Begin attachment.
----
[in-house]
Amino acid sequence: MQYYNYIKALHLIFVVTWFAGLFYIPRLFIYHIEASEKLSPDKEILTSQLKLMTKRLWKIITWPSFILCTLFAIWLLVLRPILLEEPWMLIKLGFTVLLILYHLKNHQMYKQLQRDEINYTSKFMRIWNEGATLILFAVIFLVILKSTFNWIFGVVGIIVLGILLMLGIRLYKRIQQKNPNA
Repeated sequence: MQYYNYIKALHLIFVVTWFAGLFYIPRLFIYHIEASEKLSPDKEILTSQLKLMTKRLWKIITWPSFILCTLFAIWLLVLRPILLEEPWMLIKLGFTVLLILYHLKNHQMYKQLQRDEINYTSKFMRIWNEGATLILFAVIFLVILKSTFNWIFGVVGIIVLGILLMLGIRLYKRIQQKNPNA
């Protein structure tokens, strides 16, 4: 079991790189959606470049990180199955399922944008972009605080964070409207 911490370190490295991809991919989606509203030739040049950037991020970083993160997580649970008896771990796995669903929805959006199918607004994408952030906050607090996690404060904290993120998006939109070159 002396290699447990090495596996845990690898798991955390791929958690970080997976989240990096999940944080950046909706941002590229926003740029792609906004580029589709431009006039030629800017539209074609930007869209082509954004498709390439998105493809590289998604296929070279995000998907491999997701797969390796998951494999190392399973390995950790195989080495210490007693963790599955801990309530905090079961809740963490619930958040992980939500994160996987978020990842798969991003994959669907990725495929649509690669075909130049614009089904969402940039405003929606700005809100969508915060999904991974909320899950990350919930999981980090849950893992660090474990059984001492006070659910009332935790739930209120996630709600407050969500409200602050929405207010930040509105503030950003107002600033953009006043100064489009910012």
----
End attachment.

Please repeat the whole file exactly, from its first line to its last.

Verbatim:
[in-house]
Amino acid sequence: MQYYNYIKALHLIFVVTWFAGLFYIPRLFIYHIEASEKLSPDKEILTSQLKLMTKRLWKIITWPSFILCTLFAIWLLVLRPILLEEPWMLIKLGFTVLLILYHLKNHQMYKQLQRDEINYTSKFMRIWNEGATLILFAVIFLVILKSTFNWIFGVVGIIVLGILLMLGIRLYKRIQQKNPNA
Repeated sequence: MQYYNYIKALHLIFVVTWFAGLFYIPRLFIYHIEASEKLSPDKEILTSQLKLMTKRLWKIITWPSFILCTLFAIWLLVLRPILLEEPWMLIKLGFTVLLILYHLKNHQMYKQLQRDEINYTSKFMRIWNEGATLILFAVIFLVILKSTFNWIFGVVGIIVLGILLMLGIRLYKRIQQKNPNA
């Protein structure tokens, strides 16, 4: 079991790189959606470049990180199955399922944008972009605080964070409207 911490370190490295991809991919989606509203030739040049950037991020970083993160997580649970008896771990796995669903929805959006199918607004994408952030906050607090996690404060904290993120998006939109070159 002396290699447990090495596996845990690898798991955390791929958690970080997976989240990096999940944080950046909706941002590229926003740029792609906004580029589709431009006039030629800017539209074609930007869209082509954004498709390439998105493809590289998604296929070279995000998907491999997701797969390796998951494999190392399973390995950790195989080495210490007693963790599955801990309530905090079961809740963490619930958040992980939500994160996987978020990842798969991003994959669907990725495929649509690669075909130049614009089904969402940039405003929606700005809100969508915060999904991974909320899950990350919930999981980090849950893992660090474990059984001492006070659910009332935790739930209120996630709600407050969500409200602050929405207010930040509105503030950003107002600033953009006043100064489009910012």